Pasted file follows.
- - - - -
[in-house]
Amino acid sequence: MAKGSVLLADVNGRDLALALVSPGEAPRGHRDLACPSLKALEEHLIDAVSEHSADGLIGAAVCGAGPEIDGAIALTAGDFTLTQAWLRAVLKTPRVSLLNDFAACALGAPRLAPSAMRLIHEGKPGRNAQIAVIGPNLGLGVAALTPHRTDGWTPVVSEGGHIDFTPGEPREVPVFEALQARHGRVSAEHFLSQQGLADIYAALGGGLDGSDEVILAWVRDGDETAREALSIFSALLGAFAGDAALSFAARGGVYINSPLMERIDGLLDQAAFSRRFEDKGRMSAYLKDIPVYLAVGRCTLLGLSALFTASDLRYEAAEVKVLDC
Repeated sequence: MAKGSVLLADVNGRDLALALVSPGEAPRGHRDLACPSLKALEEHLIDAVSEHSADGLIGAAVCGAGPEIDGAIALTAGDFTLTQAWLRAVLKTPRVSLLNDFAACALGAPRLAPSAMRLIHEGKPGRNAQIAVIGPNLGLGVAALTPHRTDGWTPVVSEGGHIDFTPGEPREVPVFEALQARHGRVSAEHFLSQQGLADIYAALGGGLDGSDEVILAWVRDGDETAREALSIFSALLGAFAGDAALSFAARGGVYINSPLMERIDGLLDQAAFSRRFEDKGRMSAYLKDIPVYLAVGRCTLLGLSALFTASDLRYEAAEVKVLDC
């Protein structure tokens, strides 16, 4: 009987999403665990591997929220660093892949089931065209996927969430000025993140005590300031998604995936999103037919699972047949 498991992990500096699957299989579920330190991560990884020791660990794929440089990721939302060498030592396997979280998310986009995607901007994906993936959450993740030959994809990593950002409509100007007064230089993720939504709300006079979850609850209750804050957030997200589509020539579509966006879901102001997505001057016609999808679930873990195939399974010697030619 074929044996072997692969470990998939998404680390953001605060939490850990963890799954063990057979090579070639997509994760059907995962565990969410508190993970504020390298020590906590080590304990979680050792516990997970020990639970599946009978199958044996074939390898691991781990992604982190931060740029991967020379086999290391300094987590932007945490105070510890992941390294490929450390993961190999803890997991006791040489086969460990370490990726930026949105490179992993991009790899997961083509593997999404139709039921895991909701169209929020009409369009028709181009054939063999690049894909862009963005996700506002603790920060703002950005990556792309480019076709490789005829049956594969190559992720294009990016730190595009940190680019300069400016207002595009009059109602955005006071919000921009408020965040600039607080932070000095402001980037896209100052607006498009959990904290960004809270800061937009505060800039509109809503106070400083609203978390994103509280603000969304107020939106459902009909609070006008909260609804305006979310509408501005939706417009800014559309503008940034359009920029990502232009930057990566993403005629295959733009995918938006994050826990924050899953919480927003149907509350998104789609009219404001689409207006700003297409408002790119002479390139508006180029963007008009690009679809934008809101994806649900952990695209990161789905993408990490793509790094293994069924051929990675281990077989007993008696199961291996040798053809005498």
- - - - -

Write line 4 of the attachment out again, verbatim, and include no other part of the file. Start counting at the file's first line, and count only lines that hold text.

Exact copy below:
């Protein structure tokens, strides 16, 4: 009987999403665990591997929220660093892949089931065209996927969430000025993140005590300031998604995936999103037919699972047949 498991992990500096699957299989579920330190991560990884020791660990794929440089990721939302060498030592396997979280998310986009995607901007994906993936959450993740030959994809990593950002409509100007007064230089993720939504709300006079979850609850209750804050957030997200589509020539579509966006879901102001997505001057016609999808679930873990195939399974010697030619 074929044996072997692969470990998939998404680390953001605060939490850990963890799954063990057979090579070639997509994760059907995962565990969410508190993970504020390298020590906590080590304990979680050792516990997970020990639970599946009978199958044996074939390898691991781990992604982190931060740029991967020379086999290391300094987590932007945490105070510890992941390294490929450390993961190999803890997991006791040489086969460990370490990726930026949105490179992993991009790899997961083509593997999404139709039921895991909701169209929020009409369009028709181009054939063999690049894909862009963005996700506002603790920060703002950005990556792309480019076709490789005829049956594969190559992720294009990016730190595009940190680019300069400016207002595009009059109602955005006071919000921009408020965040600039607080932070000095402001980037896209100052607006498009959990904290960004809270800061937009505060800039509109809503106070400083609203978390994103509280603000969304107020939106459902009909609070006008909260609804305006979310509408501005939706417009800014559309503008940034359009920029990502232009930057990566993403005629295959733009995918938006994050826990924050899953919480927003149907509350998104789609009219404001689409207006700003297409408002790119002479390139508006180029963007008009690009679809934008809101994806649900952990695209990161789905993408990490793509790094293994069924051929990675281990077989007993008696199961291996040798053809005498």